You are protected from discrimination regardless of your race, color, or national origin because of Title VII. Title VII is a portion of legislation that was created in the Civil Rights Act of 1964. The Civil Rights Act of 1964 was a historic combination of laws that greatly increased the level of protection from discrimination and other civil injustices for many Americans. When these laws are violated, workers often file discrimination lawsuits against their employers.
What is Religious Discrimination?
Employees and applicants are protected against being treated unfavorably because the individual's race but also because of physical characteristics (hair texture, color, facial features) associated with race. Although color discrimination may sound similar to race discrimination, it differs in that it involves treating someone unfavorably because of skin color complexion. Religious discrimination is also protected, and those who violate these laws may be held accountable.
National origin discrimination is the unfavorable treatment of an employee or applicant because of where the individual, or the individual's ancestors, came from. It also protects people from unfavorable treatment because of an accent.
In race, color, and national origin discrimination law, the employee's protection is extended to include prohibiting unfavorable treatment of the employee because of the employee's marriage to, or association with, someone of a particular race, color, or national origin as well as because of a person's connection to a race-based organization, or ethnic organization.
Religious Discrimination Violations
Since employers are generally aware that discrimination is wrong, it is often not a blatant act. Although it can surface in a variety of ways, the following list indicates some examples of race, color, and national origin discrimination.
- An “English Only Rule” means that employees are required to only speak English on the job. It is only legal if it is needed to ensure safe or efficient operation of the business and put in place for nondiscriminatory reasons.
- An employer can only require fluent English or make employment decisions based on an employee's foreign accent, if fluency in English is a requirement of the job or unless the accent seriously interferes with the employee's work performance.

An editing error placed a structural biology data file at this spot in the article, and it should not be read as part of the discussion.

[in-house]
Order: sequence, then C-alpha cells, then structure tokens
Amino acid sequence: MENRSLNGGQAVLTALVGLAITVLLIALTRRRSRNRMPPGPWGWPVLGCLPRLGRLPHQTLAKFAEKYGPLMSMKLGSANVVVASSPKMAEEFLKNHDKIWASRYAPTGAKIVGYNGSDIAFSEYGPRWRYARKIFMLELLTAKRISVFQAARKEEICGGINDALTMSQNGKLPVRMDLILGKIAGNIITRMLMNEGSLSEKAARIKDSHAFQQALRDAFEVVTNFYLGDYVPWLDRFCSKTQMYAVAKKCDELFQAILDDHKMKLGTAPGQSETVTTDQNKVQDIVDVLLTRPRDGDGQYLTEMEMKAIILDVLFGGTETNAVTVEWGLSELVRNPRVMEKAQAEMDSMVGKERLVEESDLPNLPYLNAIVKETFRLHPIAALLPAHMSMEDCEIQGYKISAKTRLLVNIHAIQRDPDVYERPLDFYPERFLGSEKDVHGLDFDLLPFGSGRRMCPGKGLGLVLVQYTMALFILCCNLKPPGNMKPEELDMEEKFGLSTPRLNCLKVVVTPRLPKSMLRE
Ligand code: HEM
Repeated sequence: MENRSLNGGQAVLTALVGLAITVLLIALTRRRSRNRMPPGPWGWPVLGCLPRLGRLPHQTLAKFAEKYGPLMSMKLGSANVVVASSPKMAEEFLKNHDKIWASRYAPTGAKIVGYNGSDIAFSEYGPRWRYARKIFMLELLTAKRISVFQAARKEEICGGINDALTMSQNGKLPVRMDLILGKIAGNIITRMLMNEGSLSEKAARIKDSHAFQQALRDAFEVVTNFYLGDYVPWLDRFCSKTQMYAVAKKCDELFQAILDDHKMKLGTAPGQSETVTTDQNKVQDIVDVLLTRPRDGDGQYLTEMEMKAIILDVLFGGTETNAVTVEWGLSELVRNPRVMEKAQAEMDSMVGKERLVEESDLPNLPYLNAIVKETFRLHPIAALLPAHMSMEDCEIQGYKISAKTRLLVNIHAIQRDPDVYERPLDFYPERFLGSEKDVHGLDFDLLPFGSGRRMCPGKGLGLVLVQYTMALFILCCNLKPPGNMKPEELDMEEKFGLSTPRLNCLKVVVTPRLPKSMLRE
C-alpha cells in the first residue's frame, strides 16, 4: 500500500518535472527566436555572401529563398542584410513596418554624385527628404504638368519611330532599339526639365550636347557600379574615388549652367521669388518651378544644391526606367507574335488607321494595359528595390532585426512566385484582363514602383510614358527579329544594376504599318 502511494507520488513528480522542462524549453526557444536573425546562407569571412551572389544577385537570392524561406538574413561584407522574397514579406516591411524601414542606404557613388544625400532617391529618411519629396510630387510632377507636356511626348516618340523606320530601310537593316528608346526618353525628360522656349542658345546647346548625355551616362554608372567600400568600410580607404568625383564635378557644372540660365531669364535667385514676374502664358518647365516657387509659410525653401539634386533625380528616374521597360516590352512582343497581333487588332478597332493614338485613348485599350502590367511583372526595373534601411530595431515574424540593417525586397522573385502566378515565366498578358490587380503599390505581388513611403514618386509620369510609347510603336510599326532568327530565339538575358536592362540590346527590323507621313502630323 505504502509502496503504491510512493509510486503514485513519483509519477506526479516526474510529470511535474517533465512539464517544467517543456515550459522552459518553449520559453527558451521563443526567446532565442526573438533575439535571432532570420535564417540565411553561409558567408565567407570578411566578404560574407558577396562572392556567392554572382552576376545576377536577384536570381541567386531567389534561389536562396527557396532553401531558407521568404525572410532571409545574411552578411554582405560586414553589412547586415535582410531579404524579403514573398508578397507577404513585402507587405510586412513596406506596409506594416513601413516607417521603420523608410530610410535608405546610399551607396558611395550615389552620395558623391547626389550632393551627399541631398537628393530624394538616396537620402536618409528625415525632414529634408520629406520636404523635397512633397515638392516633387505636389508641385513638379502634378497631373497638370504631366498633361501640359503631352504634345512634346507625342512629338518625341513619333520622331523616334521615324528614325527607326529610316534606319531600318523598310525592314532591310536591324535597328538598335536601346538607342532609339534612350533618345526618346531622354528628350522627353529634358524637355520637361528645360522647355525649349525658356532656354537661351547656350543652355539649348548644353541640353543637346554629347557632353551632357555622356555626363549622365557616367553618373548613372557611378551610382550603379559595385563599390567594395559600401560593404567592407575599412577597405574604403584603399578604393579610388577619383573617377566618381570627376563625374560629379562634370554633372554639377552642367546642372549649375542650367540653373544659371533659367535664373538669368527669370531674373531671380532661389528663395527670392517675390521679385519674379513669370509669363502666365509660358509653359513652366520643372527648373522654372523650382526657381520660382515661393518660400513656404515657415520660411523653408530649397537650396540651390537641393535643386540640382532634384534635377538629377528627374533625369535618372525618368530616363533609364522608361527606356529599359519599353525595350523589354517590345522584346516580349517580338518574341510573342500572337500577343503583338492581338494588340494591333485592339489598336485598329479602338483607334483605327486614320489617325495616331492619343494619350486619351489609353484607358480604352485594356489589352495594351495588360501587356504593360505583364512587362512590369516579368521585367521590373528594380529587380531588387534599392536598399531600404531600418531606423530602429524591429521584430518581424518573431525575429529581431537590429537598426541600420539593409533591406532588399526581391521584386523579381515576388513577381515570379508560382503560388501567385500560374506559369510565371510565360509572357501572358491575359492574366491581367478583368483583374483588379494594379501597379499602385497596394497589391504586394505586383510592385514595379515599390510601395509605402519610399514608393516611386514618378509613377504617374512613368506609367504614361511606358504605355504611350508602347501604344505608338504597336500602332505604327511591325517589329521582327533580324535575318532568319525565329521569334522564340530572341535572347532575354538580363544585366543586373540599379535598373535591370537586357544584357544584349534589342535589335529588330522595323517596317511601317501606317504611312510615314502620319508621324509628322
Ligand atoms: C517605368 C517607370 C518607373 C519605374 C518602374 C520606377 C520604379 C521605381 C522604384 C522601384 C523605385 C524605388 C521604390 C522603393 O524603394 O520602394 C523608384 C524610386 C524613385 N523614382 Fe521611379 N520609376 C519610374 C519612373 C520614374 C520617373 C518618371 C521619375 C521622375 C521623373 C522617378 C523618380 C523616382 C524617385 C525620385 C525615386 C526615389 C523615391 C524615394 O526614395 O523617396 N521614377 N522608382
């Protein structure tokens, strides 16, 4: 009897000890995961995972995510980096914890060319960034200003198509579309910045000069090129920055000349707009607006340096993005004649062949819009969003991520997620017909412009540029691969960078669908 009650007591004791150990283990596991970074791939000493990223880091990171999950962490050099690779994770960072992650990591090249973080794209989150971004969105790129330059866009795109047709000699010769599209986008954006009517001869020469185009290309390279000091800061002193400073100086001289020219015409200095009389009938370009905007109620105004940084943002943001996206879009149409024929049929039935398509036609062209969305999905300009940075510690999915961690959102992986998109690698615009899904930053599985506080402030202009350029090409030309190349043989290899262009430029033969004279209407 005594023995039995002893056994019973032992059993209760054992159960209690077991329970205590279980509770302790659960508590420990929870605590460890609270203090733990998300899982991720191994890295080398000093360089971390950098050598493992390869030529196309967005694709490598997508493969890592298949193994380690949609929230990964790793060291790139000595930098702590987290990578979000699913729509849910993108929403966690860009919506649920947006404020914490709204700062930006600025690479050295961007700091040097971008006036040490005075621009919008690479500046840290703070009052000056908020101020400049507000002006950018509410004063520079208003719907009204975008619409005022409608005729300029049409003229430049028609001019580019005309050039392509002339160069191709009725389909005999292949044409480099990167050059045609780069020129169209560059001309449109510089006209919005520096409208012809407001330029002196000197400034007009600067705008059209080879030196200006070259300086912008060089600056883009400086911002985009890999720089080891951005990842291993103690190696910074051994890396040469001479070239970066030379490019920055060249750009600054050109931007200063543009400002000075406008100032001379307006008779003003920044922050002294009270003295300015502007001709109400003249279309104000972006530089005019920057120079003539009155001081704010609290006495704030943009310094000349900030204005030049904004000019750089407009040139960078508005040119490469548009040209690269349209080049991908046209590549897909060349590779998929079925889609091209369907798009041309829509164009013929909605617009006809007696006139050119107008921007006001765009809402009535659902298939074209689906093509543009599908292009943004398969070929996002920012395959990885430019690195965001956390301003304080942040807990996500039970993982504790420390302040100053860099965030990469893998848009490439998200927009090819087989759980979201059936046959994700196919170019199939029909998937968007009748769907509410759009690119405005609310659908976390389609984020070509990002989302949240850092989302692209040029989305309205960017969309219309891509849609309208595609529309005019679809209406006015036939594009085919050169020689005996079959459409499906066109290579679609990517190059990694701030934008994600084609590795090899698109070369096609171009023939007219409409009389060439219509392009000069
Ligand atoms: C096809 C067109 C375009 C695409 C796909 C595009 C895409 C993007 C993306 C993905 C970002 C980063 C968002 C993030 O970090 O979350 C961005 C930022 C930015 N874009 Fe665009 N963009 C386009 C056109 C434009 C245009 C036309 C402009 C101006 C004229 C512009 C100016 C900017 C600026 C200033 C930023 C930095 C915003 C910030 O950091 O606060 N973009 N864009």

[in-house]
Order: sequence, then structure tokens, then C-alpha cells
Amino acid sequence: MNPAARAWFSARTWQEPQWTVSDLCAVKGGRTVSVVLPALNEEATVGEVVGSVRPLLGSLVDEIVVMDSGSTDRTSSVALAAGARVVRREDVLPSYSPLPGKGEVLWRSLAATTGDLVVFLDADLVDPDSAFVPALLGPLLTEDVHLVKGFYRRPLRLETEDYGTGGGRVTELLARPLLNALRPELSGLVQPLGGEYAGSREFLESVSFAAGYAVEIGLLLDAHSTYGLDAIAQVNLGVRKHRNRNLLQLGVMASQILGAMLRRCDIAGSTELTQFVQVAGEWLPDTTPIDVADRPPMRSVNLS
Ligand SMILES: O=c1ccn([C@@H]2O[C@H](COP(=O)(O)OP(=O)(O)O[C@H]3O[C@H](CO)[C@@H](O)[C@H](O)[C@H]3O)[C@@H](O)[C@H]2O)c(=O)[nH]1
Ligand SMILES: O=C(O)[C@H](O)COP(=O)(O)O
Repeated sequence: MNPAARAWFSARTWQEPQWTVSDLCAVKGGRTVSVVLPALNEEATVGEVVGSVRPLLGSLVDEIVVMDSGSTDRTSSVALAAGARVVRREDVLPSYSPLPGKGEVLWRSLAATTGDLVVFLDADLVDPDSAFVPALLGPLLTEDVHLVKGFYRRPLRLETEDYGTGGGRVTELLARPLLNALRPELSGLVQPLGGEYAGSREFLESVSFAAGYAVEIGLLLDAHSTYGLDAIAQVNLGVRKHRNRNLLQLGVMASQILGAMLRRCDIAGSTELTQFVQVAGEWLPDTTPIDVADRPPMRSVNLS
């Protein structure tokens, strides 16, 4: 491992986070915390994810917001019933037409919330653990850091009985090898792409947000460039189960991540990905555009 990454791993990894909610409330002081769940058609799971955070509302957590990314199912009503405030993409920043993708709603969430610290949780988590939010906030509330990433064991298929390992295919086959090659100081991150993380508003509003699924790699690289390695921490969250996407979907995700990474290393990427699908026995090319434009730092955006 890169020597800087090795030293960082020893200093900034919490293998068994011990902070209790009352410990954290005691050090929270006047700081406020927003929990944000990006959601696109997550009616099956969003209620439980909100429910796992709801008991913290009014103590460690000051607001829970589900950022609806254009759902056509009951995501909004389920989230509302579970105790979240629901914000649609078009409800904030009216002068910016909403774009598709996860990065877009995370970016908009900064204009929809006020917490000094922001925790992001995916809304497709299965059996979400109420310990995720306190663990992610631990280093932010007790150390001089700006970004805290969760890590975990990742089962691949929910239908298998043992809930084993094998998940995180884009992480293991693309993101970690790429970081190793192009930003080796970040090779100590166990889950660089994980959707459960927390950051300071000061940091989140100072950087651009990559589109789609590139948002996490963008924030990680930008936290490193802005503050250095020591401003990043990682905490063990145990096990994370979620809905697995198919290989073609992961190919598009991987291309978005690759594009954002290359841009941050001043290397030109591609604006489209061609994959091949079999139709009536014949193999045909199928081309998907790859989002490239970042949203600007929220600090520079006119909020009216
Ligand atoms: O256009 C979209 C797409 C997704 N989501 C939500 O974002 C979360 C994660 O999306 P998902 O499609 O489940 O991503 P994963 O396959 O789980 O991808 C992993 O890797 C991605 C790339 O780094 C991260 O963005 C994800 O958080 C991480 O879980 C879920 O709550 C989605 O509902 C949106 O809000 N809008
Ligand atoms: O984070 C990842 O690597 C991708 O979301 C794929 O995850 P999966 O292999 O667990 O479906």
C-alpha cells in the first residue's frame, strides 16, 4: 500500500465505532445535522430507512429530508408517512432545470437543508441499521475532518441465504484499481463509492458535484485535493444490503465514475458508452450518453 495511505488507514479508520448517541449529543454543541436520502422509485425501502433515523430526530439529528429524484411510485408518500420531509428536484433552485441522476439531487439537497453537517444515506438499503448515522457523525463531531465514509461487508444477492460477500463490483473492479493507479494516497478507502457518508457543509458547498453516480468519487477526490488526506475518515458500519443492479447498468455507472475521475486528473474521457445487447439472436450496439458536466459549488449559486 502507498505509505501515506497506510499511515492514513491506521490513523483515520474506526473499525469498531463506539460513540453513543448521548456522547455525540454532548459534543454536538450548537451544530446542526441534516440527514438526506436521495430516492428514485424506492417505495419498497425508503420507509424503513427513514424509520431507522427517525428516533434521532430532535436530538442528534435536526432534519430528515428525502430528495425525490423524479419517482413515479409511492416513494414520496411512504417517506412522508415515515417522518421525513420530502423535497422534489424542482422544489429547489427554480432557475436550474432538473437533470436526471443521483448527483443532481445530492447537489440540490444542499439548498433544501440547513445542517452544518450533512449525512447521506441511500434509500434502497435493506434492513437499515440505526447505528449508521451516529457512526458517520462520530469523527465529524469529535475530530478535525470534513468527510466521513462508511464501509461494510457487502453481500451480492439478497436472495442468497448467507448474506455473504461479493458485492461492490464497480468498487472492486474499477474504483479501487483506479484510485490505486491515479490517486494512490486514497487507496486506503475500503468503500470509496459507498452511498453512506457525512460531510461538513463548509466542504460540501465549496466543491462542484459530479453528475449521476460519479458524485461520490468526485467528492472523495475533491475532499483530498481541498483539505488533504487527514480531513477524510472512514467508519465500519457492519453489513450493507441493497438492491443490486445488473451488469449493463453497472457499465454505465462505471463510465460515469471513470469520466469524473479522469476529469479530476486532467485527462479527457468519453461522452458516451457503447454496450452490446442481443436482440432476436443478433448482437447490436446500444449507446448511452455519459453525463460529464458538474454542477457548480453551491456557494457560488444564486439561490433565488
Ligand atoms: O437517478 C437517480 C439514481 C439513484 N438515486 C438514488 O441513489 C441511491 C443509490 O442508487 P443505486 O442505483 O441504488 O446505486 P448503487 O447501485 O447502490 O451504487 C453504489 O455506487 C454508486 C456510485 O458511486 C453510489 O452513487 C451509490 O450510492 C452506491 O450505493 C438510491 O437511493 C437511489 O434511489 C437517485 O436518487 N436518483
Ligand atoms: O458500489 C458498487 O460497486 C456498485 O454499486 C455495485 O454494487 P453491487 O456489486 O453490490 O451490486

- Only requiring individuals of a certain race or skin color to submit work authorization documents.
- Unequal pay between groups of individuals with similarly experience and job duties but different race or ethnic groups.
- An employer enacts disciplinary procedures for violating a company policy for an employee of a particular race, but does not enact disciplinary procedures for the same violation for many employees of a different race.
California Religious Freedom Act Law Changes
- The definition of “religious belief, observance or practice” now includes religious dress and grooming practices. This includes: wearing or carrying religious clothing, head or face coverings, jewelry, artifacts, forms of head, facial or body hair, or other items that are part of observing one's religion.
- An accommodation is considered unreasonable if it requires segregation from other employees or the public.
- Courts must apply the state definition of “undue hardship” in regards to accommodating an individual's religious beliefs. This means an employer would have to prove that it requires significant difficulty or expense in order to show “undue hardship”.
Get the Help You Need
Proving discrimination based on race, color or national origin can be challenging, but with the right legal team, it can be done. There are a variety of ways that the qualified discrimination lawyers in Los Angeles at Kingsley & Kingsley can assist you. Take the first step to protecting yourself and stopping this hurtful and illegal behavior. Take advantage of a free initial consultation to discuss your specific case by calling the toll free number (888) 500-8469 or by clicking here to contact us regarding your case.